Tue | Dec 7, 2021

Inequality a major cause of strife – Campbell

Published:Tuesday | February 26, 2019 | 12:05 AM
Past president of the Rotary Club of Kingston Francois St Juste (left) welcomes Courtney Campbell (right), president and CEO, Victoria Mutual Group, to the recent Rotary Club of Kingston’s luncheon meeting. Looking on are Rotarians Neville Henry (partially hidden background left) and  Andre Gooden.
Past president of the Rotary Club of Kingston Francois St Juste (left) welcomes Courtney Campbell (right), president and CEO, Victoria Mutual Group, to the recent Rotary Club of Kingston’s luncheon meeting. Looking on are Rotarians Neville Henry (partially hidden background left) and Andre Gooden.

President and CEO of Victoria Mutual Group, Courtney Campbell has said that one of the major causes of strife and lack of peace in Jamaica is inequality. According to Campbell, research has shown that Jamaica is one of the most unequal societies in the world.

“The correlation between that fact and the unfortunate reality that we are constantly numbered among the most violent nations in the world is clear. The matter of crime is complicated and … when persons are made to feel ‘less than’ the result is strife and conflict,” he noted.

On the other hand, Campbell said a more equal society tends to improve social conditions and is a more hospitable environment for sustainable economic growth. “So by reducing inequality, we are improving lives,” he noted.

Campbell was speaking at a luncheon meeting of the Rotary Club of Kingston, held at The Jamaica Pegasus hotel recently. Campbell said that his organisation was founded by a group of clergymen over 140 years ago to reduce inequality and to help hard-working Jamaicans own homes and improve their personal economic realities.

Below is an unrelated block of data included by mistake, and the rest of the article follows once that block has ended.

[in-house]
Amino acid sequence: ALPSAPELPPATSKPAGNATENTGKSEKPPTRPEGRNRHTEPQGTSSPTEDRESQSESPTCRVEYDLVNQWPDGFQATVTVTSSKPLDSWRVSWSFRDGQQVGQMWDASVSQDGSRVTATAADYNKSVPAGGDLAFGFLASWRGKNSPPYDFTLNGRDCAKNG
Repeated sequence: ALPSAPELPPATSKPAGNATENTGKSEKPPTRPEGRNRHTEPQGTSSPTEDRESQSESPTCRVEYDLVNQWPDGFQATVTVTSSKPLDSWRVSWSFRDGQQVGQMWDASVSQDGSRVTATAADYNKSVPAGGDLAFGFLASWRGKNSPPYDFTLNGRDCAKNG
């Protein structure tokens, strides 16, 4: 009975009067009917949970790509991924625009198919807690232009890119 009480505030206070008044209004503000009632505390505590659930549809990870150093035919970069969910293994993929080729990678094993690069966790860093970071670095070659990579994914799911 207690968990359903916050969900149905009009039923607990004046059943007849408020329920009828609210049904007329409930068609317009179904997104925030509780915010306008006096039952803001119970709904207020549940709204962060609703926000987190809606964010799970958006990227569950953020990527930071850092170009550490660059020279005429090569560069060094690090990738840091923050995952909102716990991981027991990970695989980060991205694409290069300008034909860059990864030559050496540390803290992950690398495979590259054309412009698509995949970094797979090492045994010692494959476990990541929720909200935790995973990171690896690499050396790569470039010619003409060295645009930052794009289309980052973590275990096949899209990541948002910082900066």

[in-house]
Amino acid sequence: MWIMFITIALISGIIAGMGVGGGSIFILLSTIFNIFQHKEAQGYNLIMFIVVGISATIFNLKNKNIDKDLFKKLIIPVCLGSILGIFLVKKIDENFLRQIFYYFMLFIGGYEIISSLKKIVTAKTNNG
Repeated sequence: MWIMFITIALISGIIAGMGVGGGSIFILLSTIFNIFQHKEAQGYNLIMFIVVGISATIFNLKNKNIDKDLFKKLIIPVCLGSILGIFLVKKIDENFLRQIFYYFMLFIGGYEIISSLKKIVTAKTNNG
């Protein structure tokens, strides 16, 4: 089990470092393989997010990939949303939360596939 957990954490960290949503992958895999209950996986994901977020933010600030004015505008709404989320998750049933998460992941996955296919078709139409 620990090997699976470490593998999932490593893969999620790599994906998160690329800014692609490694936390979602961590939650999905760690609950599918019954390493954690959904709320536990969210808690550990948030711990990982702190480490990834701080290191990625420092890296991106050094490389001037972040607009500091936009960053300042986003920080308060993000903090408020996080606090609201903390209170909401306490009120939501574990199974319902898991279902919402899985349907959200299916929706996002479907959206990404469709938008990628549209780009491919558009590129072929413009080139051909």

He said that that mission remained at the core of his organisation, with focus on five main areas. Among them is pension protection.

According to Campbell, Jamaica is at risk of an old-age poverty crisis if there isn’t a significant increase in the membership of pension plans.

“With increasing life expectancy and the reliance of older Jamaicans on those in the workforce, (the dependency rate) projected to double by 2050, the situation is serious,” he lamented.

He quoted excerpts from the Financial Services Commission’s end-of-September 2018 quarterly report suggesting that those being employed are not necessarily enrolling in a pension scheme.

The FSC report went on to say: “Pension coverage in Jamaica now stands at 9.45 per cent of the employed labour force as a result of no growth in plan membership, coupled with an increase in the employed labour force as at July 31, 2017”.

Campbell also noted that only 46 per cent of the Jamaican workforce is contributing to the NIS, which pays benefits after age 65.

“Our work through VM Pensions aims to level the playing field so that there can be greater parity among Jamaicans – no matter their background – when they retire,” he said.

In response, the Victoria Mutual Group would be relaunching its Approved Retirement Scheme later this year.